Archive for December, 2013

‘The blind man’s getting bills for light’ (Vitaly Pukhanov)

December 11, 2013

The blind man’s getting bills for light
In summer, and the kitchen has  gas
Agitated, he thinks something’s not right
Since unseeing his days all pass.

A shaky connection: the man next door
Bangs with his bag at the door
He’d left on lights in the corridor
And they burned for a month or more.

You happen to glance at an angel in flight
And in your declining years you find
You’re getting bills for the heavenly light
While you are helpless and blind.

So much you’ll never get to shake off
However you may curse your plight
Either be sure to turn heaven’s light off
Or be careful and keep your sight.

Виталий Пуханов

Виталий Пуханов

Слепому приходят счета за свет.
Лето. На кухне газ.
Переживает, ищет ответ:
С детства живет без глаз.

Зыбкая связь: заходил сосед,
Сумкой в дверях гремел,
Не погасил в коридоре свет.
Целый месяц горел!

Бросишь ангелу взгляд вослед,
А на старости лет
Идут счета за небесный свет.
Ты бессилен и слеп.

Столько не вытрясешь из горсти,
Сколько ни умоляй:
Или небесный свет погаси,
Или не ослепляй.

the rock (Aleksei Tsvetkov)

December 8, 2013

the governor general launches his forces at a trot
legendary raid on the spanish battery
third year since blood clotted deep misery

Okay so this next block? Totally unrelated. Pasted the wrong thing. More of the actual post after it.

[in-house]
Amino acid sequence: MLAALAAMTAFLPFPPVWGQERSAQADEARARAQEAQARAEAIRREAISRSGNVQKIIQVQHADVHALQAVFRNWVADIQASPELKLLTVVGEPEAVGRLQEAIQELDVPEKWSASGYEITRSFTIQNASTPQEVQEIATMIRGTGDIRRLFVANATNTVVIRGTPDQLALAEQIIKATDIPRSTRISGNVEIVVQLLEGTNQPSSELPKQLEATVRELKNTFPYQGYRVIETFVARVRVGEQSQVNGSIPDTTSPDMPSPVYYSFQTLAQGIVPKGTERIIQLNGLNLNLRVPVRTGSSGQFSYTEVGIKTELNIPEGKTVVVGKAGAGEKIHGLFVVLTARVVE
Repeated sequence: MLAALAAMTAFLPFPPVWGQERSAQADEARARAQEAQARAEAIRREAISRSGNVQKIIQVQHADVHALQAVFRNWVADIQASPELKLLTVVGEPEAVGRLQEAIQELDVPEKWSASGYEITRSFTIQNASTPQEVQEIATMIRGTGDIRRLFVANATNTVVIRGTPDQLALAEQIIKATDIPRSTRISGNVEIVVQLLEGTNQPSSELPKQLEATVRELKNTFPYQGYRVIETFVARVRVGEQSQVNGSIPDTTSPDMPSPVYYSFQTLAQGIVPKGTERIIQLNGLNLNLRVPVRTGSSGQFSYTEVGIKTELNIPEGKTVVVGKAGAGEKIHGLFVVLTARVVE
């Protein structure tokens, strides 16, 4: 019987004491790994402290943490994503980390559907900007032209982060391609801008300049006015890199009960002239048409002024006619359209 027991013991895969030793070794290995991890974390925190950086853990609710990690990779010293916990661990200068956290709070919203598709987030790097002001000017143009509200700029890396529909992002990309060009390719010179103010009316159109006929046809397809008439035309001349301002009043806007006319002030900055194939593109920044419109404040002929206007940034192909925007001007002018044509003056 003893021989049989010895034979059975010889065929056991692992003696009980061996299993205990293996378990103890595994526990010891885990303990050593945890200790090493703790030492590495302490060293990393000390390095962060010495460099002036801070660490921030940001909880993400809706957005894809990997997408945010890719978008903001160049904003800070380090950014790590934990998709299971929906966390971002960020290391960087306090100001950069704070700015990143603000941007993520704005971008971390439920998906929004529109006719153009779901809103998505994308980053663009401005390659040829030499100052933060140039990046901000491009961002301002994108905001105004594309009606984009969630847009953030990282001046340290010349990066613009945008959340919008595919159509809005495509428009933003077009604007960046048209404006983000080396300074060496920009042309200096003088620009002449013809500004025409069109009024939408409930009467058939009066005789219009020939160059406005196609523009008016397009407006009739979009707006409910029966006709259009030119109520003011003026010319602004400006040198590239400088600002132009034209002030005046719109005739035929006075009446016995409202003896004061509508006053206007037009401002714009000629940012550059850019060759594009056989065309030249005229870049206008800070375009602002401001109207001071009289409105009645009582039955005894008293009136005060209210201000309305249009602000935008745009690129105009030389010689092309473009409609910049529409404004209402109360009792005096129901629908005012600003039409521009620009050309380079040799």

at night clean the guns in the morning queue for the barber
amongst leisure activity scurvy in the mouth deceit in the head
salt beef between your teeth all day dry crusts in your pocket
the commanders horse in the cauldron and for dinner
a couple of stallions the frog send them a summons from his arse
even a bow to the balls in the garrison soup but we
will not give up gibraltar

in the fifty-eighth battalion one abroad
slightly lowered his sails to relieve the body in nature
above whistling over the parapet head to hell from a cannonball
the remaining organism continues the business like an eagle
or a miss was also putting on stockings in the tent
splattered in unknown fragments in the heat here
you will not ram it down in the grave at the funeral a pair
they say only one of the stockings was found afterward
in the positions its checkmate but a whisper is heard softly
we will not give up gibraltar

ah to go home to molly and to yorkshire
here with my neighbour the talk flowed exactly about that
suddenly a start someone is killed whether its him or me
but who to as if theres neither me nor him
the floating batteries are rushing at us not giving a damn
for martial honour unimportant whos dead whos alive
from an ugly cannonball or sunstroke
the doctor has to uproot almost a quarter by evening
all extremities in a heap we will give up shit and piss
we will not give up gibraltar

governor general eliot has above him
now no authority or power in creation
he disturbs the universe in the necessary places of systems
he rearranges the parts in damaged atoms
we and the dead are firmer than the sky and this rock
in calm weather as if under glass the width of a table
and when the last uranium of the attack hangs over us
time will evaporate and eternity will reach rock bottom